“This exposure is heightened today given the pressure on staffing. There is a risk that background checks could be rushed, or policies not adhered to for the sake of keeping a practice staffed,” Beatrice said. “That increases the likelihood that abusers with a documented history could slip through the cracks.”

Finally, there are emerging risks associated with new therapies, such as ketamine or transcranial magnetic stimulation (TMS) — an FDA-approved therapy for depression.

“There are new treatments coming out that practitioners have had great success with, but they are still new,” Beatrice said. “As carriers, we need to evaluate the exposures carefully. One question is determining for whom these treatments are most appropriate and how any side effects are monitored and managed.”

Risk Mitigation Strategies

Even in the face of new trends, mental and behavioral health care providers can often rely on tried-and-true strategies to mitigate their liability exposure.

Regarding the risk of abuse, for example, incident prevention starts with strong guidance from leadership and top-down enforcement of incident response policies.

“It’s critical to drive a culture of preventing abuse and having the written policies and procedures in place so that the organization has a position on what would happen if there were an abuse incident,” Beatrice said.

Organizations can also rely on their carrier partners for risk management resources, such as training for practitioners around suicide and self-harm recognition and prevention.

“At Philadelphia Insurance, we have a partnership with Abuse Prevention Systems, where our policyholders can access free online abuse training annually. We also partner with the Suicide Prevention Resource Center (SPRC). It has an initiative called the Zero Suicide Academy, which aspires to zero suicides within an organization. It is based on the belief that suicide is preventable, and it equips behavioral health professionals with the knowledge to identify at-risk individuals and understand how to intervene,” Beatrice said.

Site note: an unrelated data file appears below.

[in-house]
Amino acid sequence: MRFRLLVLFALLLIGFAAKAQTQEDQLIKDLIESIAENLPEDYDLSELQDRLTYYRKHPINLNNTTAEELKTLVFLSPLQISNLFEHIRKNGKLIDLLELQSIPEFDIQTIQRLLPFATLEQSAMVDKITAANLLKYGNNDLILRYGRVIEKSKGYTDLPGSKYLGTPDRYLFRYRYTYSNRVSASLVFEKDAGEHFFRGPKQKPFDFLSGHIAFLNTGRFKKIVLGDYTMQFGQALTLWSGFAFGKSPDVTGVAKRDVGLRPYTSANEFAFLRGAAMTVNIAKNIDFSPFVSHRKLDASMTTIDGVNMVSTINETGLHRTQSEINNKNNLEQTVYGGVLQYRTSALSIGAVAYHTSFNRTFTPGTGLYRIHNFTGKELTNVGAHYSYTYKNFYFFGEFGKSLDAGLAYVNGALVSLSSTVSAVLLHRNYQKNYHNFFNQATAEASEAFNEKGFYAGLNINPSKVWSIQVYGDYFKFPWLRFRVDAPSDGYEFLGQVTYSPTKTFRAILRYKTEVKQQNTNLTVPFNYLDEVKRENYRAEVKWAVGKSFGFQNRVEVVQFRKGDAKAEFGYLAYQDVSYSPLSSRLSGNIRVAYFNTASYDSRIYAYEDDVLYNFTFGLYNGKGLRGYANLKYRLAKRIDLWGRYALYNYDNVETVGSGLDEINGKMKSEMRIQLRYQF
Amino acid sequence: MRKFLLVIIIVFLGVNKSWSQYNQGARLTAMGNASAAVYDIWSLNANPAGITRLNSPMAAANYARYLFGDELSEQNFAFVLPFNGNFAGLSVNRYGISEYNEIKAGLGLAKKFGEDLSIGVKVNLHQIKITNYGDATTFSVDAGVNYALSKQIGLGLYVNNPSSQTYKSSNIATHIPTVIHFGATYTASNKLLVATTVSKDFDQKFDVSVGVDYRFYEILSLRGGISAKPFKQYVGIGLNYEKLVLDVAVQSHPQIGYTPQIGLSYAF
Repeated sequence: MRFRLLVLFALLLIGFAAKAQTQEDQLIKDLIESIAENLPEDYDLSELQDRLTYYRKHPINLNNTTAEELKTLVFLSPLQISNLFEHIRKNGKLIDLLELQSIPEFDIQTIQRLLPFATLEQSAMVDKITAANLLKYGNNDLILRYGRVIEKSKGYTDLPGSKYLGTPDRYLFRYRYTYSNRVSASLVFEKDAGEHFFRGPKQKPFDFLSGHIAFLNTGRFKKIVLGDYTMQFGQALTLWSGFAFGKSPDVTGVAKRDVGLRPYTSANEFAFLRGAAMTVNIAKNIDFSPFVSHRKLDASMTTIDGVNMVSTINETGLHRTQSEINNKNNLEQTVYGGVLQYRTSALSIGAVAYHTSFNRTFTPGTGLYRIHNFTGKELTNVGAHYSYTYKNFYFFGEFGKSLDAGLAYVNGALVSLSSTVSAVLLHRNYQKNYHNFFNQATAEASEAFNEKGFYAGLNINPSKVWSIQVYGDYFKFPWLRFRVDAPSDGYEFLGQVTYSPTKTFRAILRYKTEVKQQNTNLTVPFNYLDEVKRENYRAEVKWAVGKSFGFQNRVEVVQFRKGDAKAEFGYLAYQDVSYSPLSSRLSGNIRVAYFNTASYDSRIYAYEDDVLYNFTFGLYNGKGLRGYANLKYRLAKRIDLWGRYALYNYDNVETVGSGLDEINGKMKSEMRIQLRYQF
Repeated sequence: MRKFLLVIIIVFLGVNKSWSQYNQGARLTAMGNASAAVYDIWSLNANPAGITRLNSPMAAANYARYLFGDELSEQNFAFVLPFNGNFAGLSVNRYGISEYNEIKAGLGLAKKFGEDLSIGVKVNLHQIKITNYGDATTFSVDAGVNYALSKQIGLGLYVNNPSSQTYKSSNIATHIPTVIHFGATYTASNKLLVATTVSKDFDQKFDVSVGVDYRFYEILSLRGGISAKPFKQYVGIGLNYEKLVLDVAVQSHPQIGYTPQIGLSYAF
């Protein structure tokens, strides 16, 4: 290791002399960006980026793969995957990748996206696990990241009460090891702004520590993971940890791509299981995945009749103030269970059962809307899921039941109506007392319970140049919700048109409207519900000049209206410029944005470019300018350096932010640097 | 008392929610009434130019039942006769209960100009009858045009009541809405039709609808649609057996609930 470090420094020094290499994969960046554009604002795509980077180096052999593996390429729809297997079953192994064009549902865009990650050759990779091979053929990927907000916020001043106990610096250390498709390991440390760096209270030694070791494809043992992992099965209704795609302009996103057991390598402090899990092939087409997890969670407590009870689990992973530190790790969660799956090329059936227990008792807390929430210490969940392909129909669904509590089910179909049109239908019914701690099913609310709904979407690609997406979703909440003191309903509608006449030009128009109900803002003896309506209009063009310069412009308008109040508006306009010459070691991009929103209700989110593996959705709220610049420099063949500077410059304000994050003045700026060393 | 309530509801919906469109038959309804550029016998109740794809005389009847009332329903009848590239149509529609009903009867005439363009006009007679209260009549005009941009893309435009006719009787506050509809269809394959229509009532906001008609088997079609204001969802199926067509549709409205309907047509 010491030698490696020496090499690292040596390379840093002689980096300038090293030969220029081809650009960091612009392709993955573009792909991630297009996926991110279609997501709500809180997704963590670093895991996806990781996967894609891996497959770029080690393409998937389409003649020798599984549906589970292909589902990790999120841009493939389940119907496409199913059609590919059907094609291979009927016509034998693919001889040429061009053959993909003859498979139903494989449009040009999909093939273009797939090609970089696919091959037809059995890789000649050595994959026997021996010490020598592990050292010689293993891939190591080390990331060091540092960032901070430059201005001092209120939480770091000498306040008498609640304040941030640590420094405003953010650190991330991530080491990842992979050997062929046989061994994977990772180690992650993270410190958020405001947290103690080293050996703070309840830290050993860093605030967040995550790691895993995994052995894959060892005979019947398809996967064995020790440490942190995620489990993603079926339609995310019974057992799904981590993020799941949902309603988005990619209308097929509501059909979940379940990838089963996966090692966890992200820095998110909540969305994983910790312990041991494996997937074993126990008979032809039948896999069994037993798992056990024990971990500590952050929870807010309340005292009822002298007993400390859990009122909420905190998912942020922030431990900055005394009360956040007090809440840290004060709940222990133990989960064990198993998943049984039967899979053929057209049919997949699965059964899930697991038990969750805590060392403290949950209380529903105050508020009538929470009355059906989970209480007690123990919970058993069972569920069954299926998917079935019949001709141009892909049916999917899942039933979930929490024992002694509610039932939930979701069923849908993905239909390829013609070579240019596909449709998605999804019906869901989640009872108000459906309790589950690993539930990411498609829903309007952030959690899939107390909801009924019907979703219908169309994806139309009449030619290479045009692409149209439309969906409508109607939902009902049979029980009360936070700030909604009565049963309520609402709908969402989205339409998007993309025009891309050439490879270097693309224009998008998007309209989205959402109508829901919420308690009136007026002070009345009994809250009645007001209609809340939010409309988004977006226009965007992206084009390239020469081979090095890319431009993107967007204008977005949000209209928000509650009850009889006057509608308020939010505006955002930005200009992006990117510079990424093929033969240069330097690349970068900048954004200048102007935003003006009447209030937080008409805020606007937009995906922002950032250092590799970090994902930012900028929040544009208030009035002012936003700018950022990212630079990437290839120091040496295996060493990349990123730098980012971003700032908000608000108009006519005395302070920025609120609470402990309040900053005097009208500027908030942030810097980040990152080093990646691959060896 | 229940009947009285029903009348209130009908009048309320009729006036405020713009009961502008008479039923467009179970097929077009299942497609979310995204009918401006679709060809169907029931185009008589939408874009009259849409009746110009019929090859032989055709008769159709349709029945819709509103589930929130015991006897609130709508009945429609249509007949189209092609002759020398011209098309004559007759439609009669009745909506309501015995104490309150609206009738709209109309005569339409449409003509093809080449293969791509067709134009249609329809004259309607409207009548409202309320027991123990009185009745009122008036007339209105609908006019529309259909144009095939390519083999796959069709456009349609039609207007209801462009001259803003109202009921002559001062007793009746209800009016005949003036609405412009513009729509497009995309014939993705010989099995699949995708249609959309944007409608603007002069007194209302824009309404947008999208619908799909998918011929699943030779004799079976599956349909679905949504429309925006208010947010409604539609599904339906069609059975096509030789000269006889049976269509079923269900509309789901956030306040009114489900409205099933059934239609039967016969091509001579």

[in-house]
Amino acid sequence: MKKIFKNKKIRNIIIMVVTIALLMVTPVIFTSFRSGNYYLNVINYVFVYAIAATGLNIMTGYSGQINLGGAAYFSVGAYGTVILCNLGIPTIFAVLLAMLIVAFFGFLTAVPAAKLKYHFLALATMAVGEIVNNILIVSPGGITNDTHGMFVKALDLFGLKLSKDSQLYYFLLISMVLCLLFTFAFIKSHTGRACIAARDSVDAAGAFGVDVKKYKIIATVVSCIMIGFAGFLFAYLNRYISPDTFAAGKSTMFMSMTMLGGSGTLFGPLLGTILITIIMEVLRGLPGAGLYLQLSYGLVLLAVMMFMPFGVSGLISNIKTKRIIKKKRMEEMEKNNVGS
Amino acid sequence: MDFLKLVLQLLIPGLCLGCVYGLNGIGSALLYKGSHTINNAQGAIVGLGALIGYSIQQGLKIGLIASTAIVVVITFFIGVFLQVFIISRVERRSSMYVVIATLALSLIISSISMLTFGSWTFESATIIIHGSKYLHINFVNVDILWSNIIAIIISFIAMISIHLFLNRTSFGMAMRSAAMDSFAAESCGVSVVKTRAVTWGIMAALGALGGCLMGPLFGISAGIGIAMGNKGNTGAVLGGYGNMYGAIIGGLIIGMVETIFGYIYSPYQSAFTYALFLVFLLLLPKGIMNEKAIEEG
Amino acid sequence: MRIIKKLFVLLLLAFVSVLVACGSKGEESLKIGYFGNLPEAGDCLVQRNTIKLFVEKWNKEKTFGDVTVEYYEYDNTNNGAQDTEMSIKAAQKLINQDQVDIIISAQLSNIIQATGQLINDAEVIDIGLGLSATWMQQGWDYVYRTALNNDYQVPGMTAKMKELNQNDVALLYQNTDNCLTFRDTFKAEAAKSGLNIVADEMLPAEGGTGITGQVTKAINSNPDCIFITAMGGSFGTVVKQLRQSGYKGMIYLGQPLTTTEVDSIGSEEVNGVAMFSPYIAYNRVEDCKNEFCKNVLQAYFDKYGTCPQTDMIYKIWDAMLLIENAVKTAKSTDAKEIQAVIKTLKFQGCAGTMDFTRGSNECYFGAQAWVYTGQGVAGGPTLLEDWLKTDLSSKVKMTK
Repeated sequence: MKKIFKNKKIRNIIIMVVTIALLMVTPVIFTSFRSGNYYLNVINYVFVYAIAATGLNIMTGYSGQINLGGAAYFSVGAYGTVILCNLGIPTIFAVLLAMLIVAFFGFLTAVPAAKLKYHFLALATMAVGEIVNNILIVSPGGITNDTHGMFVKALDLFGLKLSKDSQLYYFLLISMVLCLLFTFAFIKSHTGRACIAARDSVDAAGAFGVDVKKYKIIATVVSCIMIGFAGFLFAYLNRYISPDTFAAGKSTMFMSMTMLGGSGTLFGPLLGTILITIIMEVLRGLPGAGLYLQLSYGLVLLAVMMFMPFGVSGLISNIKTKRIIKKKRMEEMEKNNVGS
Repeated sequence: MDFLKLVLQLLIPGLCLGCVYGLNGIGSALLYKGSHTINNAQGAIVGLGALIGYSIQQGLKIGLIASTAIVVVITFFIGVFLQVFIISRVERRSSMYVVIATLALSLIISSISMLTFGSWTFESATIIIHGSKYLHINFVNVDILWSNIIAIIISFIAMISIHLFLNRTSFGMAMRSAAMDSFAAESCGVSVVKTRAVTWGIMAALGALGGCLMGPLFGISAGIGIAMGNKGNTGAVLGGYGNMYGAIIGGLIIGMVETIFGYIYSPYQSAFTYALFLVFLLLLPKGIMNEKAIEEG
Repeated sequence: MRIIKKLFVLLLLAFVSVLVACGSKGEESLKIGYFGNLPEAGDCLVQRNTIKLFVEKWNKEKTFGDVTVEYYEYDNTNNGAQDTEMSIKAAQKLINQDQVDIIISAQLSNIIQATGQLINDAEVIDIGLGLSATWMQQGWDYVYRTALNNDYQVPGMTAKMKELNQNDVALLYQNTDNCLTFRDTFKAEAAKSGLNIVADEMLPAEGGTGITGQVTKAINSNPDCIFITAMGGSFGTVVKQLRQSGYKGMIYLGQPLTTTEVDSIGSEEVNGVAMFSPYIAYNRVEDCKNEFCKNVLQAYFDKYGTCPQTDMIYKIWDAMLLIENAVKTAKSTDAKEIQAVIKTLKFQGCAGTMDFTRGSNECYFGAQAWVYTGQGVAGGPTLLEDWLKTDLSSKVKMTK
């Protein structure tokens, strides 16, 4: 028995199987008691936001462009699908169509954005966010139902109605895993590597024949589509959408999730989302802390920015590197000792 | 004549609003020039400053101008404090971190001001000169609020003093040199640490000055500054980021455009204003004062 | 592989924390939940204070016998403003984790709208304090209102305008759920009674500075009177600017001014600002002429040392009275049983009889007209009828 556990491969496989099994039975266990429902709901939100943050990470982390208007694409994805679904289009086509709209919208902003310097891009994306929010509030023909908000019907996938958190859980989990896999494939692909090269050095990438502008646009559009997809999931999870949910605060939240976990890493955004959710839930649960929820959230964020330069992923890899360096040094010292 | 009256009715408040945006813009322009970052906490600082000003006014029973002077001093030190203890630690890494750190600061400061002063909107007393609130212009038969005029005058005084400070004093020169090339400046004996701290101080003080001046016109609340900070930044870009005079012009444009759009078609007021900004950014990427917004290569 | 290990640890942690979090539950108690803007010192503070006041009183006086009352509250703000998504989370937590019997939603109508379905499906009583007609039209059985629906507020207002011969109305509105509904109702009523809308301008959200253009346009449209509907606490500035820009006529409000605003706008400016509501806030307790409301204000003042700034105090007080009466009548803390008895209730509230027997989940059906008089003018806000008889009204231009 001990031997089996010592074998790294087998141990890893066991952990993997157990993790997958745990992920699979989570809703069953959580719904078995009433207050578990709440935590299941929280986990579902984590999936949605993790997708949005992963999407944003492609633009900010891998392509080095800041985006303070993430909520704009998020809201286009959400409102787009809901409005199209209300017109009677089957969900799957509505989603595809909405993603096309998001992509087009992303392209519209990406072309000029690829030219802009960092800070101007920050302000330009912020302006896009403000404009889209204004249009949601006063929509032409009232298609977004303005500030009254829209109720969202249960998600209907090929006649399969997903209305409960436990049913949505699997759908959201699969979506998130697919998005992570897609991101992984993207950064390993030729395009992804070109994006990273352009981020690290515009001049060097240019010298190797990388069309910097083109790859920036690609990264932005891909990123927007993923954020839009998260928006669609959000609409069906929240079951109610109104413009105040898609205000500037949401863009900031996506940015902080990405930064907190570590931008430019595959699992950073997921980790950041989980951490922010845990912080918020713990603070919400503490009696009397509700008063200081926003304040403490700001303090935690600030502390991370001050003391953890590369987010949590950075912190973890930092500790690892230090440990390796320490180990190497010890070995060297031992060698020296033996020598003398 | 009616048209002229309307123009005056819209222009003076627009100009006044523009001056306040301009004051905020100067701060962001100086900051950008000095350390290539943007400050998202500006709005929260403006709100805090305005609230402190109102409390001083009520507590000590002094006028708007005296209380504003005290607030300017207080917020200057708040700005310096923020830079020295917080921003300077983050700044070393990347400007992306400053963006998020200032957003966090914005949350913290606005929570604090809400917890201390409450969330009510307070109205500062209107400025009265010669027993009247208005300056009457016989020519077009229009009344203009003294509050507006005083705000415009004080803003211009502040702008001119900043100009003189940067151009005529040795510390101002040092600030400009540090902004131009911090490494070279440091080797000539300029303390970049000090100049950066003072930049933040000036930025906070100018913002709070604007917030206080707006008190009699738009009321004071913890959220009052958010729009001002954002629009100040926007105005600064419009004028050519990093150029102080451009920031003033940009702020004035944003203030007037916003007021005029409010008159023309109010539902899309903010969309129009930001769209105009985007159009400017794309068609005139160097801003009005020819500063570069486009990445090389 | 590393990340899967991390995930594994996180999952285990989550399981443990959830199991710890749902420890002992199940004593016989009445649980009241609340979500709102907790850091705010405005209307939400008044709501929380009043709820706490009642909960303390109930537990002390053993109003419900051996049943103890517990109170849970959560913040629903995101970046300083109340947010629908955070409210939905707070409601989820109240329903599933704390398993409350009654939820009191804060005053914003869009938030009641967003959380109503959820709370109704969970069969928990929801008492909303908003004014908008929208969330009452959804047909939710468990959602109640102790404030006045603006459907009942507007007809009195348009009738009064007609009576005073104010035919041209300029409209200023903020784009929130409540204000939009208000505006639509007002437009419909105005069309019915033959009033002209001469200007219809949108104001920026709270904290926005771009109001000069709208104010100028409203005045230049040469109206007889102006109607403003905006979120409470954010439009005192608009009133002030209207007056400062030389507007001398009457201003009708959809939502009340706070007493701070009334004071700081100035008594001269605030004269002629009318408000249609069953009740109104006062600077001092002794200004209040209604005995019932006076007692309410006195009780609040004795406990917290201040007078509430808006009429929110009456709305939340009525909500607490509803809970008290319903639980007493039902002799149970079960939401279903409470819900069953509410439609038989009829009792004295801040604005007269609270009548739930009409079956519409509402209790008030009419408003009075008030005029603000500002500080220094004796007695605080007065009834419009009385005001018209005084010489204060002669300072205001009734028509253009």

The SPRC includes an online library of resources — including tools, fact sheets and reports — to keep providers informed. Other available resources include the CDC’s suicide prevention site, which provides a section on support for teens and young adults, and the National Institute of Mental Health’s (NIMH) website, which discusses signs and symptoms, risk factors and ongoing research.

When it comes to the realm of virtual medicine, Beatrice said, there is no substitute for in-person interactions, especially for an initial visit.

“I think if the patient has been properly evaluated for their eligibility for virtual services, then it makes sense. But in terms of underwriting, we certainly prefer to have the in-person evaluation first, followed by virtual services, just because of the nuances of the treatment that you do virtually,” she said.

Providers can also utilize CMS’s telehealth toolkit, which outlines appropriate uses for telehealth and provides tips for how to adapt virtual health services for the needs of different populations.

As the need for mental health care services increases, providers can both provide better care and protect themselves by being proactive and tapping into all these available resources. &

Katie Dwyer is a freelance editor and writer based out of Philadelphia. She can be reached at [email protected].